Boy Scouts lost 2 million members since lifting ban on gay youth; now mired in sex abuse claims
Eight years after lifting a ban on homosexual youth when it boasted more than 2.7 million members, the Boy Scouts of America now has just 762,000 members as it continues to grapple with some 82,000 sexual abuse claims from former Scouts, court records show.
In just one year alone, from 2019 to 2020 amid the pandemic, the BSA’s flagship Cub Scouts and Scouts BSA programs lost 850,000 members dropping from 1.97 million to 1.12 million over the period. Since then, membership in those programs have fallen a further 358,000 to the current 762,000 according to figures recently reviewed by The Associated Press.
Lawyers for the BSA, which is going through a federal bankruptcy process as a result of mounting sex abuse claims from former Scouts, are negotiating the creation of a $250 million trust fund for victims.
Earlier this year, the BSA proposed in its revised bankruptcy plan, to issue an unsecured promissory note for $80 million for the victims’ trust fund and to use its restricted assets to cover post-bankruptcy expenses, the Rockland County Times reported. Changes to the youth organization’s original Chapter 11 filing increase the contribution the BSA would make to the trust fund from $120 million under its previous plan to $250 million.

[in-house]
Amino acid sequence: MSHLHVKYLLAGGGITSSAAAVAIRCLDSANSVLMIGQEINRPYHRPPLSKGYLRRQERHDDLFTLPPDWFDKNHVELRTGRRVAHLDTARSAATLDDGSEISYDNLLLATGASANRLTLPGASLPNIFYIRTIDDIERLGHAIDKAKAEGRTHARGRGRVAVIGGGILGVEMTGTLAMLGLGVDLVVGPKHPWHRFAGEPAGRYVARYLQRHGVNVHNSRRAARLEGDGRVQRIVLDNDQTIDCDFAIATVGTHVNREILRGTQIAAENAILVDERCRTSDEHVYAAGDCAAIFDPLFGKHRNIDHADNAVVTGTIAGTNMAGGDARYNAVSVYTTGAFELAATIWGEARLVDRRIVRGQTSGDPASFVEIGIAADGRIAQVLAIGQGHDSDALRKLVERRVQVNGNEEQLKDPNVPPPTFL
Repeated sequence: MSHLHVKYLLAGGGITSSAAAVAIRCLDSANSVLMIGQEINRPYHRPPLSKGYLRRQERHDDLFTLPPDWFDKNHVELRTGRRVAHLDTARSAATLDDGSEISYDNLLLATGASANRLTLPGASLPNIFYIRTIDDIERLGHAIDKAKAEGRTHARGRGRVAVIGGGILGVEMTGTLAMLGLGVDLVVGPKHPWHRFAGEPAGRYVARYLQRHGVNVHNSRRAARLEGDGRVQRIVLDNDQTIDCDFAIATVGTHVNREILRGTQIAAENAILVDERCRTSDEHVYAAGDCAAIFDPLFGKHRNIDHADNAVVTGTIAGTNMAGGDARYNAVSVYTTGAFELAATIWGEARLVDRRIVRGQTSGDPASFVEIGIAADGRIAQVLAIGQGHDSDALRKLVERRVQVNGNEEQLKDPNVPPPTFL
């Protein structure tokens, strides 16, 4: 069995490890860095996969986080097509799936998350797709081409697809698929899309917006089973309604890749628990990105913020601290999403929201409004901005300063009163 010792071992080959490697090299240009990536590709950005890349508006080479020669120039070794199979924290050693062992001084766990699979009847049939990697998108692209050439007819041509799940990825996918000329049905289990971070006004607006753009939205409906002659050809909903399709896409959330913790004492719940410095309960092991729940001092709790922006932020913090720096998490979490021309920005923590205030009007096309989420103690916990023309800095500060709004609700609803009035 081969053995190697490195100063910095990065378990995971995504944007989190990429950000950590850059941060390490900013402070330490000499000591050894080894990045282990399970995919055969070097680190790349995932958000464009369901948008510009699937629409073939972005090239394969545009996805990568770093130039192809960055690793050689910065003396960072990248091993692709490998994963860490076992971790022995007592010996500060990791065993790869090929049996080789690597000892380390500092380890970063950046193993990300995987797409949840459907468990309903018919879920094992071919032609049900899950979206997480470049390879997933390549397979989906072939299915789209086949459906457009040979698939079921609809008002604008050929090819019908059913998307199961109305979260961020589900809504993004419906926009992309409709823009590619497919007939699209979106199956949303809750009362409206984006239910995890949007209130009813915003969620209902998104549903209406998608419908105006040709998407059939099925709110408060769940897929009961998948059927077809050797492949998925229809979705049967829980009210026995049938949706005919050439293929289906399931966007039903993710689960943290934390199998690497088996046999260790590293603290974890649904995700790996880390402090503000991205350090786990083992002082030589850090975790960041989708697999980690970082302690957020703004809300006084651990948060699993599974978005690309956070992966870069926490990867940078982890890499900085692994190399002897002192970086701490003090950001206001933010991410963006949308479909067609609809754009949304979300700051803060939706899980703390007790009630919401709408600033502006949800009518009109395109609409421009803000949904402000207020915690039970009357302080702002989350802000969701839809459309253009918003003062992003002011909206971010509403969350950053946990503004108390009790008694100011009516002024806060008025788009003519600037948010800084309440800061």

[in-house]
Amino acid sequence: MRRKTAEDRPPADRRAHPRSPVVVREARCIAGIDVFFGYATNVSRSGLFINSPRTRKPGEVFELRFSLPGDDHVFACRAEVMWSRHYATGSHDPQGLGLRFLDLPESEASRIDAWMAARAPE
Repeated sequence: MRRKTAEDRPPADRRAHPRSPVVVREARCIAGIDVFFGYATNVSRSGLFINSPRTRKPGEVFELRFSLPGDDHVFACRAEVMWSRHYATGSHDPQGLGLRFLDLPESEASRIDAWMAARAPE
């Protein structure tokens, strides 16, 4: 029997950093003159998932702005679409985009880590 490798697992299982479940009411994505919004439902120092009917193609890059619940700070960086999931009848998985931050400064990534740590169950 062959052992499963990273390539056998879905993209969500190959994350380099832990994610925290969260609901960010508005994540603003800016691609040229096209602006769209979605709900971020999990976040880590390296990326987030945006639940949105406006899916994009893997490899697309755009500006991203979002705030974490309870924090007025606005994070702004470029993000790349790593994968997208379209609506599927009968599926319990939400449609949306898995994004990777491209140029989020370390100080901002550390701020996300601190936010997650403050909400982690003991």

The BSA’s President and CEO, Roger Mosby, told the AP that its 252 local councils will have to sell off properties to help cover the claims.
“We understand that this is a difficult and often emotional decision, but in some instances may be a necessary step as we work toward our shared imperatives of equitably compensating survivors and continuing Scouting’s mission,” Mosby said in a statement.
The Greater Hudson Valley Boy Scouts of America in New York has already listed three of its mid-Hudson camps, including Camp Bullowa in Stony Point, as available for purchase, according to Rockland County Times.
Jim Monaghan, supervisor of the Town of Stony Point, told the publication that he spoke with the Greater Hudson Valley Council of the BSA, CEO Richard Stockton, about the possibility of the town purchasing the property.
“If there is an opportunity to buy it, I certainly think it would be a tremendous asset for the town and for its future,” Monaghan said. “It is a wonderful recreational area that could still be used by local groups for camping and for scouting.”